I’m Not Surprised a Lot of People on the Left Disliked the Game of Thrones Ending
There are spoilers here, so if you’re not caught up on Game of Thrones, go away.
“They don’t get to choose.”
Those were some of the last words of Daenerys Targaryen, the “breaker of chains” who sought to “break the wheel” only to, in the end, become the wheel herself.
I’m still deciding how I feel about the ending. It’s no easy task to bring something as big and complicated and weighty as this story was to a satisfying resolution.
Hell, George R.R. Martin is still trying to write the books.
But as we all digest the finale, it sure seems like some of the turns at the end have angered our friends on the left.
I’m not surprised.
In his column today National Review’s Jim Geraghty writes not about the Game of Thrones finale but rather about the elections in Australia where the Conservative party won big. As Geraghty notes, it is the latest victory for populist, right-of-center politics over more internationalist left wing opponents.
“Observers compared it to the Brexit referendum and Donald Trump’s victory in 2016,” he writes. “They might also notice other right-of-center leaders who were generally opposed by most of their country’s political and cultural elites and who won anyway: Brazil’s Jair Bolsonaro, Japan’s Shinzo Abe, Austria’s Sebastian Kurz, Hungarian prime minister Viktor Orbán, the leaders of Poland’s Law and Justice Party. Now there’s talk that Conservative Boris Johnson may become the next Prime Minister of the United Kingdom.”
He goes on to note the brand of global leftism is on the decline: “Whatever term you think best applies to the kinds of leaders warmly welcomed and celebrated at the World Economic Forum in Davos — cosmopolitan, internationalist, corporatist, ‘globalist,’ ‘Establishment’ — that’s the brand and image that is having a tougher time in country after country.”
Setting aside the whole rides-a-dragon thing, it’s hard not to see the parallels between Daenerys Targaryen and the aforementioned left-of-center political movements.
Or, at least, their ideologies.
Daenerys knows what’s right for everyone else in the world, and she’s willing to impose it on them.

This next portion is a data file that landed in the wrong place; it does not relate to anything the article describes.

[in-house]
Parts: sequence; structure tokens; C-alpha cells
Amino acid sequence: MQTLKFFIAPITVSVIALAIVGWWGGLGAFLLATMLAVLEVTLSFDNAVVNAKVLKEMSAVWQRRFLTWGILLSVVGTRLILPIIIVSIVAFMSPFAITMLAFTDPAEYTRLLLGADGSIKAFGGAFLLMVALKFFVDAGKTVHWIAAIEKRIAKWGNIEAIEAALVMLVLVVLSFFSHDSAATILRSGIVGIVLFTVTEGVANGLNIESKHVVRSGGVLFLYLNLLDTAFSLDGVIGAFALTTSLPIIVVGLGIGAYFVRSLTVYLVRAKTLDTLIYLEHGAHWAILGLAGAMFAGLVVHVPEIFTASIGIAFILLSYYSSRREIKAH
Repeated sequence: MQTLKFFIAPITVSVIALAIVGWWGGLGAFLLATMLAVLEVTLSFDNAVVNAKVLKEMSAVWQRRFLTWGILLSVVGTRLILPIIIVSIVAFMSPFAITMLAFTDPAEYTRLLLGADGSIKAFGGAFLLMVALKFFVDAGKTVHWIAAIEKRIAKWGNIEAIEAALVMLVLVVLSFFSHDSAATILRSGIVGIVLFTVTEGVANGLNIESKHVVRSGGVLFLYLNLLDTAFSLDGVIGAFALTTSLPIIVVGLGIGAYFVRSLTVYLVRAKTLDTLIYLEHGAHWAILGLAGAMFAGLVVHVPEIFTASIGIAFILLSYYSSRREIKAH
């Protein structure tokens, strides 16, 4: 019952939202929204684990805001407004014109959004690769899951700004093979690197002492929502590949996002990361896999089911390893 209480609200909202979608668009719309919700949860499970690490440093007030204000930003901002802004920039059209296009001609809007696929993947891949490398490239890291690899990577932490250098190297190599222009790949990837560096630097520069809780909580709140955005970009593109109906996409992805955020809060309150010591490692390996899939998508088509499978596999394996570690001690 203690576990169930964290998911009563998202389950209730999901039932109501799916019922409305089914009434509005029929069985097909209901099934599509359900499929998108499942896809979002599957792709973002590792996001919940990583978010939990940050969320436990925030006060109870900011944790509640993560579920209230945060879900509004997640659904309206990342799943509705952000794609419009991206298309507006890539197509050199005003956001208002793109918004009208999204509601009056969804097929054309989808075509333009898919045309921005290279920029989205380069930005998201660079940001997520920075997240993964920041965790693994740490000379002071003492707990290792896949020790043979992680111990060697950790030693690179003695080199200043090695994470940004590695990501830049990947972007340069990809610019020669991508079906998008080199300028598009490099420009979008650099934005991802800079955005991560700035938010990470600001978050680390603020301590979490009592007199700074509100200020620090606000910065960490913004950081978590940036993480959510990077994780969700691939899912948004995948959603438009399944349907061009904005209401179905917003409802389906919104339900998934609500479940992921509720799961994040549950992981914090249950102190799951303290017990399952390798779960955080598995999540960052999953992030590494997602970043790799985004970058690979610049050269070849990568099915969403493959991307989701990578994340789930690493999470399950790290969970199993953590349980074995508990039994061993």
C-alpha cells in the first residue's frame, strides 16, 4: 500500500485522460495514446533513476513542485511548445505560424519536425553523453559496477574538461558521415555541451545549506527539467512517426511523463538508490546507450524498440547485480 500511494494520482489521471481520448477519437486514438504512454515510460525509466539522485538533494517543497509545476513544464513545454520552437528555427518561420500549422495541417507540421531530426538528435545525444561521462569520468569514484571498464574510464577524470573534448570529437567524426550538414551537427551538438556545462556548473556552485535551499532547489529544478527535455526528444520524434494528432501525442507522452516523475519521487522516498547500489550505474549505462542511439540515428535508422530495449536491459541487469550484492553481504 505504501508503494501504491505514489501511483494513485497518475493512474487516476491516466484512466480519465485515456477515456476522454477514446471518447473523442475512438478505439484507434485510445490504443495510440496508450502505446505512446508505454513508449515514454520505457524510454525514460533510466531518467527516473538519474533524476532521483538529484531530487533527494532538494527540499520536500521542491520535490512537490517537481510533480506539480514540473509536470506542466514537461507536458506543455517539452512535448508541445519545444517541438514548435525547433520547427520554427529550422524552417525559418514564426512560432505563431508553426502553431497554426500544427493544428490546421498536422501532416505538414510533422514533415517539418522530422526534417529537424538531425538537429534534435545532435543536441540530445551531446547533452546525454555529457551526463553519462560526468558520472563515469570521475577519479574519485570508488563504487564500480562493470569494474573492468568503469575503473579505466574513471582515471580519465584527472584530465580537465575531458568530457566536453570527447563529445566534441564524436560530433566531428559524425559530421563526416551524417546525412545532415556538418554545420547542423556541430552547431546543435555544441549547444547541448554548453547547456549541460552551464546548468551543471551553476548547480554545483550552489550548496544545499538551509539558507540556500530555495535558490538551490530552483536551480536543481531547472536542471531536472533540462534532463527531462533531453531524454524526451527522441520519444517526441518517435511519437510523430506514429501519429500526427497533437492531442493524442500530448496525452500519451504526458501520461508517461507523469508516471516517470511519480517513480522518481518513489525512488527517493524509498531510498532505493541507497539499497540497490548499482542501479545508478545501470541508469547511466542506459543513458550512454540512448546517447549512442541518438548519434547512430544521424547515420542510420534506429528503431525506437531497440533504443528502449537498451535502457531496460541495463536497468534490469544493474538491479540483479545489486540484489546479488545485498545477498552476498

Jon Snow asks her, what about everyone else who thinks they also know what’s right?
“They don’t get to choose.”
That’s exactly the attitude of certain political movements of the ilk Geraghty describes when they take up the causes like environmentalism or abortion or human rights.
They know what’s right for all of us. There’s no room for debate or compromise or moderation.
We don’t get to choose.
The arc for the Daenerys character is instructive too. She’s a young woman who survives the abuse of males (notably her brother). She becomes a fiercely independent leader in what is, for the most part, a man’s world. That all fits in with a lot of left wing political messaging these days about how more women need to wrest control of the reins of power from crusty old white men.
It’s identity politics catnip.
Only in the end it turns out Daenerys – for all her good intentions, and despite her politically correct gender – is every bit as capable of tyranny and brutality as the men are.
The lesson is that good intentions aren’t enough. That there is danger is believing too fervently in your own righteousness.
That, in the end, perhaps we’re better accepting that we’ll live in a world where some people do and say things we don’t like than trying to impose what we view as the right way of things on everyone else.
I’m a conservative because I generally support smaller government, the power of which is distributed across an expansive network of governing entities from the White House and Congress down to city hall. I find it very difficult to support Democratic (and even many Republican) political leaders because they support consolidating political power in pursuit of their various goals.
Because they know what’s best, and to achieve what’s best, the rest of us must have fewer choices.
I think we all spend a little too much time interpreting social and political events through the lens of pop culture. Sometimes songs are just songs. Stories are just stories. Also, I’m a conservative. That’s how I see the world. I recognize that this story had many themes which could just as easily be seen as critical of right-of-center political movements. I’m not trying to paint the Game of Thrones as some conservative manifesto. It wasn’t. But some of the themes of the last season were appealing from a conservative perspective.